The 263 will start being rolled out in and around Montreal as of Oct. 22, 2022.

Quebec loosening of COVID-19 restrictions

Dancing and singing will be allowed again in Quebec bars and restaurants as of Nov. 15, Quebec Health Minister Christian Dubé announced in a COVID-19 update Tuesday. 

Face coverings, including for those singing karaoke, will still be required, unless the singer is two metres away from other people.

Quebec is loosening a number of other wide-ranging COVID-19 health restrictions as of that date, because the "epidemiological situation is relatively under control," Dubé said. 

Workplaces will no longer have to prioritize working from home, though they should still allow it, he said. Gyms will also no longer have to require distancing and face masks during high-intensity workouts. 

High school students will only need to wear masks while moving around on school grounds.

For students in the Greater Montreal area, Quebec City and Chaudière-Appalaches regions, this change will mark the first time in more than a year they've been allowed to sit in class without a mask.

The new rule will also apply to the following regions where high school students have been required to wear masks inside classrooms: the Eastern Townships, Lanaudière, the Laurentians, Outaouais, Mauricie and Centre-du-Québec.

The same goes for municipal regional counties (MRCs) in Chaudière-Appalaches —  Beauce-Sartigan, Appalaches, Etchemins, Bellechasse, Nouvelle-Beauce and Robert-Cliche — as well as the Matapedia MRC in the Lower-Saint-Lawrence.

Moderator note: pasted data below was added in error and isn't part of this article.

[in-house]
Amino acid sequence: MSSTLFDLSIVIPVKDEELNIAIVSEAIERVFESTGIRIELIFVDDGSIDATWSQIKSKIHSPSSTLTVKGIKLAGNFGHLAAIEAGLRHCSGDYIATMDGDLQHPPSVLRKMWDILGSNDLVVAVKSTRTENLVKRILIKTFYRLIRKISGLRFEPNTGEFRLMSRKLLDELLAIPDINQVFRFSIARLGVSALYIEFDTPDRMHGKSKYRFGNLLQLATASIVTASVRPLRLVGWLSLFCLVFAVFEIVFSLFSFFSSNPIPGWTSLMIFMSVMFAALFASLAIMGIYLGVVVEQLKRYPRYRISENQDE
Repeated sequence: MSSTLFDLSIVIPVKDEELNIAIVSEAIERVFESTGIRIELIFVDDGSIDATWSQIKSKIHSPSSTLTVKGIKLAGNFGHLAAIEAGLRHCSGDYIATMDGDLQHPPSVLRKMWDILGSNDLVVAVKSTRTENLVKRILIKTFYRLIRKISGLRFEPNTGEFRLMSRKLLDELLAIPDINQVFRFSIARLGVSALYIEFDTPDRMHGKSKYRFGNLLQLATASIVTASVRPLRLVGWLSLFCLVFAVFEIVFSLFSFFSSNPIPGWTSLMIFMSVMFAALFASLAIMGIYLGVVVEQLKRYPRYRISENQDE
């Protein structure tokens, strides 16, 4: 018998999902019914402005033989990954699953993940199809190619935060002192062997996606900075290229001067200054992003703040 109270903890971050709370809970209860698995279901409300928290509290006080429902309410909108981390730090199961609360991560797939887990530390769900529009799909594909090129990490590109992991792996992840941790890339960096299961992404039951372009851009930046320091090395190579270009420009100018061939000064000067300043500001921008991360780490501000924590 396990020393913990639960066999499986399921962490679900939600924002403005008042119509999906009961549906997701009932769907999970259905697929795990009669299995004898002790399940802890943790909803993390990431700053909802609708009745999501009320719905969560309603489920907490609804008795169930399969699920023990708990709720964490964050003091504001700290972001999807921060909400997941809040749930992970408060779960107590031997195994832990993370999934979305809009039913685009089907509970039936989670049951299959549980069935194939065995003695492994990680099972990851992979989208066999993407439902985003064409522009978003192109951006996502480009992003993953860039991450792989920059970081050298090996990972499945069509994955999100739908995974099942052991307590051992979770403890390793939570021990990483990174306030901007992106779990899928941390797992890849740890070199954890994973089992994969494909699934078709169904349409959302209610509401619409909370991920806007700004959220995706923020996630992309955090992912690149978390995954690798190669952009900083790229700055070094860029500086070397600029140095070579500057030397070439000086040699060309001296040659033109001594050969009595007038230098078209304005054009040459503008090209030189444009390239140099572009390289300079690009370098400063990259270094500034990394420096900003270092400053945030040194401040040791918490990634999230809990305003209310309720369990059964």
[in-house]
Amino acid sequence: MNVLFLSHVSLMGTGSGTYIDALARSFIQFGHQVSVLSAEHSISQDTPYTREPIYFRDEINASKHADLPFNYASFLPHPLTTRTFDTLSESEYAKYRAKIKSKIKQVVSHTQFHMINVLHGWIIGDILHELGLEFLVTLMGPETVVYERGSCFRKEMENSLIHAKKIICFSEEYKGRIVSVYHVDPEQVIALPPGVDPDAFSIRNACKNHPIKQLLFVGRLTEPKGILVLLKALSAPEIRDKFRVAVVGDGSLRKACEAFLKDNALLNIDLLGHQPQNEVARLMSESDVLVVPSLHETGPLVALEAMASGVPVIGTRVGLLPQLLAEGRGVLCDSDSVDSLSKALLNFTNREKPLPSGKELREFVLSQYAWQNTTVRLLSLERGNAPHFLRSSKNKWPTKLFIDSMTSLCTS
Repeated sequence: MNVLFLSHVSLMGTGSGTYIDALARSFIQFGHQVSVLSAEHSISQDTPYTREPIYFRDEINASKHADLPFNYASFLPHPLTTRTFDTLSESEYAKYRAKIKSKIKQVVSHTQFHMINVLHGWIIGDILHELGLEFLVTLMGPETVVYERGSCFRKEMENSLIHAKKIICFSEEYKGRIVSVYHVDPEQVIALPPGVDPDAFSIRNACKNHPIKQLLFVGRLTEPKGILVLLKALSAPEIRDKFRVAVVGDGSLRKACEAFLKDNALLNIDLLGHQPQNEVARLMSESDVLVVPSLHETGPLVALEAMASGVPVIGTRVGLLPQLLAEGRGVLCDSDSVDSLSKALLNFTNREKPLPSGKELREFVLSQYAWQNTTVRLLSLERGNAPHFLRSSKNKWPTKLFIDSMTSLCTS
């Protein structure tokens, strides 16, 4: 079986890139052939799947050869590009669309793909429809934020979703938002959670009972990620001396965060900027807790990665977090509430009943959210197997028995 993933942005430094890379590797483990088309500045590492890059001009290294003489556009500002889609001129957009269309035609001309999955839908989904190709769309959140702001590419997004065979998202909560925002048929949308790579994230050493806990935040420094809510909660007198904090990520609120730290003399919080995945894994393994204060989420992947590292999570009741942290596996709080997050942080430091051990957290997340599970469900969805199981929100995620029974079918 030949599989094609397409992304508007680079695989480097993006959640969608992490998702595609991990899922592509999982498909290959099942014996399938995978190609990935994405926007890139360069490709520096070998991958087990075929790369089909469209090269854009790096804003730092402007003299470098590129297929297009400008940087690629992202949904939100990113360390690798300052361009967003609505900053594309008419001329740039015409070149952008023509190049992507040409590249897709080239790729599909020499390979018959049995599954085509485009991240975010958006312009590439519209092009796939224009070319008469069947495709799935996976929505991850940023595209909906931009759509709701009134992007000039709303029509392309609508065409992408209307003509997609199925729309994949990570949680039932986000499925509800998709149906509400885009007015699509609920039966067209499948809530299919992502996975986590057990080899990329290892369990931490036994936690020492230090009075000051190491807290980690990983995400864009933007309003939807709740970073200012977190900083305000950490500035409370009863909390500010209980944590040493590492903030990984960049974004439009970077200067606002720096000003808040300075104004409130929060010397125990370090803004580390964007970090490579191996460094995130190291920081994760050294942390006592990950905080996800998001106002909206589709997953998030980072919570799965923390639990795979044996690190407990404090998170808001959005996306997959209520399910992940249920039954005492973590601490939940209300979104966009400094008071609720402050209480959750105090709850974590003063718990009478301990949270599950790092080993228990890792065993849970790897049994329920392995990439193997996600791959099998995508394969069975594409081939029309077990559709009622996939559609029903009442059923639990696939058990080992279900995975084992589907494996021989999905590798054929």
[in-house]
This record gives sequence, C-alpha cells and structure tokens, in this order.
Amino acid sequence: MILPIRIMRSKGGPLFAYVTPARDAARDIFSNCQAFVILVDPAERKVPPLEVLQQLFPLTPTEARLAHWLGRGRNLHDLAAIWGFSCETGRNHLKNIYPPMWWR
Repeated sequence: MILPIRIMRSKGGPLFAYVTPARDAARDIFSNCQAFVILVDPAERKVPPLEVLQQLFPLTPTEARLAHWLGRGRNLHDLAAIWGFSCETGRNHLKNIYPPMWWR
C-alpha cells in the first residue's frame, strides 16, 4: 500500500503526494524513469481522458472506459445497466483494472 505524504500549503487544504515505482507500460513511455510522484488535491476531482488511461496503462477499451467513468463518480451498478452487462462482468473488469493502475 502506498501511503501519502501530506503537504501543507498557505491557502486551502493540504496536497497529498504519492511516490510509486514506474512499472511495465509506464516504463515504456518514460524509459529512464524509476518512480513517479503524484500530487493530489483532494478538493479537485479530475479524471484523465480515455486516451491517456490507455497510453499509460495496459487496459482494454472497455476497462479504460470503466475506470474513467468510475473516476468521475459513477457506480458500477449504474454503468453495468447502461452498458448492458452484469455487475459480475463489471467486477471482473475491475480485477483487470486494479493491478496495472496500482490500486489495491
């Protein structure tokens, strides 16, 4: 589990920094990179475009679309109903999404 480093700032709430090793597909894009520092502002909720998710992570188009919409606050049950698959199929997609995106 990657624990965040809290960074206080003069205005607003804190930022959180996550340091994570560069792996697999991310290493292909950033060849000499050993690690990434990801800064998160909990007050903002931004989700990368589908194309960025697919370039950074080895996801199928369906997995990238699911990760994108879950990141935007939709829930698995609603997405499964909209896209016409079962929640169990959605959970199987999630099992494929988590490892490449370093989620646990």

In all of these regions and specific MRCs, elementary students will still need to wear masks at all times, including while seated.

Eight more airports accepting international flights starting November 30

Transport Canada says it is further easing travel restrictions in the country and will allow more airports to accept international passenger flights at the end of the month.

In a press release issued Tuesday, Transport Canada said the government's "strict vaccine travel requirements" that will be fully phased in by Nov. 30, and the issuing of a pan-Canadian proof of vaccination passport, have created "opportunities for safe travel for vaccinated Canadians."

The department noted that the next step in easing travel restrictions is to expand the number of Canadian airports that can accept international passengers.

As of Nov. 30, international flights carrying passengers will be allowed to land at these Canadian airports:

  • John’s International
  • John C. Munro Hamilton International
  • Region of Waterloo International
  • Regina International
  • Saskatoon John G. Diefenbaker International
  • Kelowna International
  • Abbotsford International
  • Victoria International

These airports are in addition to the 10 Canadian airports currently accepting international flights in Halifax, Toronto, Ottawa, Montreal, Quebec City, Winnipeg, Edmonton, Calgary and Vancouver.